Sajid Ampatuan convicted for 16 counts of graft, falsification

Sajid Ampatuan convicted for 16 counts of graft, falsification

MANILA – Former Maguindanao governor Datu Sajid Ampatuan was convicted by the Sandiganbayan on Friday for graft and falsification in connection with anomalous projects entered into by the province nearly 15 years ago.

The 79-page decision ruled Ampatuan guilty of eight counts of violating Republic Act 3019 or the Anti-Graft and Corrupt Practices Act, with a sentence of up to eight years for each count and a fine of PHP22.36 million as civil indemnity to the provincial government.

The court also found him guilty in eight counts of falsification and sentenced him to up to six years and a fine of PHP5,000 for each.

Under court rules, an inmate may serve up to a maximum of 40 years imprisonment.

Ampatuan did not attend the promulgation and was ordered arrested.

“Considering he failed to appear in today’s (Friday) promulgation, he already waived the remedies available to him. Let a warrant of arrest be issued for apprehension and serving of sentence of Datu Sajid Ampatuan,” the court said.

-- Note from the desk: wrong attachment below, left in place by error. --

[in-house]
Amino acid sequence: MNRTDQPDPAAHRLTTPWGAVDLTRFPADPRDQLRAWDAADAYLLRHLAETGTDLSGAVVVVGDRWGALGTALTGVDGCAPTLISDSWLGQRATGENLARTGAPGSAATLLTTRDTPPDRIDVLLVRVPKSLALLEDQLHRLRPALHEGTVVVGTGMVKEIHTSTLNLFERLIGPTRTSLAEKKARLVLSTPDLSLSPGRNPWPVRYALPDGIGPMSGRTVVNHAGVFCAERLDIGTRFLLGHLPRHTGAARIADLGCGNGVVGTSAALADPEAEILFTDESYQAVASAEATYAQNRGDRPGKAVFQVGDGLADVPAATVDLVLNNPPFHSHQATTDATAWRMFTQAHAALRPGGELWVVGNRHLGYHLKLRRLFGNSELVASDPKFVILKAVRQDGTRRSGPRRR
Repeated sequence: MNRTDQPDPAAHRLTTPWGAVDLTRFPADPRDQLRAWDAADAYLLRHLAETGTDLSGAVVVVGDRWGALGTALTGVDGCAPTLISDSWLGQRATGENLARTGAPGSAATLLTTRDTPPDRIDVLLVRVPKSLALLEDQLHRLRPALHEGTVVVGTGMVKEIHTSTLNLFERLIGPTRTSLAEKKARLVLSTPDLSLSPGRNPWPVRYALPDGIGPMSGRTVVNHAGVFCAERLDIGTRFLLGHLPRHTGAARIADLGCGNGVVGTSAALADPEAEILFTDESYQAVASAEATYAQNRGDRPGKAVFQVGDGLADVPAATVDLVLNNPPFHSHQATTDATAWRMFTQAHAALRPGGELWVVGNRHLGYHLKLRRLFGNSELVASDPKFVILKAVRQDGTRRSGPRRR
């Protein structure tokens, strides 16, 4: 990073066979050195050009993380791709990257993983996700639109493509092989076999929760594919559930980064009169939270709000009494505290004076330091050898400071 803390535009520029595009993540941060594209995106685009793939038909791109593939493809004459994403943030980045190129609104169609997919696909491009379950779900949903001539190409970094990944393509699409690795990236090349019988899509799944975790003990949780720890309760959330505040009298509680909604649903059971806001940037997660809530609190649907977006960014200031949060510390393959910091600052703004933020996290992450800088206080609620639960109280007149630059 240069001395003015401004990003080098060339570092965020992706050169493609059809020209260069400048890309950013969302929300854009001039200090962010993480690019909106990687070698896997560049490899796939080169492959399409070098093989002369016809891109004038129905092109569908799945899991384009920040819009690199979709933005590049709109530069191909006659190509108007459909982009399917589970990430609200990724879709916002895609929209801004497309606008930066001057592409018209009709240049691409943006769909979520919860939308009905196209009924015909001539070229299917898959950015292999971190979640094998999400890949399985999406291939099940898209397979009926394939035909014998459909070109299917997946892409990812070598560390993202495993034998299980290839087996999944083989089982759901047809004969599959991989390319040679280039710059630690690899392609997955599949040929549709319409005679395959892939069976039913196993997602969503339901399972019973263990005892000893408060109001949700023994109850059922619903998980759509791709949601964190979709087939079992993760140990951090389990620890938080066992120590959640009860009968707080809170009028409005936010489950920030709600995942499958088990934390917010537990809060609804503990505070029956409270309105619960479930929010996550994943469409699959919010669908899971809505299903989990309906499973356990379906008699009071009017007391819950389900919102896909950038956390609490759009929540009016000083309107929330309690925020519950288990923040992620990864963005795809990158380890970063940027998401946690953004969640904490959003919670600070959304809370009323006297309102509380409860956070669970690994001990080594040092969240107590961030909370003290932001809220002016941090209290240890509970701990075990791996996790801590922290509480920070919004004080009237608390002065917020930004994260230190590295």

Two of the governor’s co-accused, provincial accountant John Estelito Dollosa Jr. and provincial treasurer Osmena Bandilla, remain at large.

Likewise convicted for falsification and sentenced to up to six years were project engineers Yahiya Kandong, Omar Camsa, Anthony Kasan Akmad Salim and Jaypee Piang.

The charges arose from the Commission on Audit (COA) findings in 2010 on the use of funds and the implementation of projects from January 2008 to September 2009 by the Maguindanao provincial government, including supposed road repairs and improvements and other infrastructure projects.

State auditors found a number of the projects were either not implemented or the validated accomplishments were far shorter than the reported accomplishments.

Fuel requirements of the projects were supplied without public bidding and reached as much as 300,600 liters a day, way beyond the capacity of the gasoline station to supply and the provincial government to manage.

Labor and fuel expenses in 89 projects exceeded the COA evaluated costs by 11 percent to 1,518 percent and official receipts were found to be consecutively issued, making it appear that the provincial government was the major, if not the sole, client of the supplier. (PNA)

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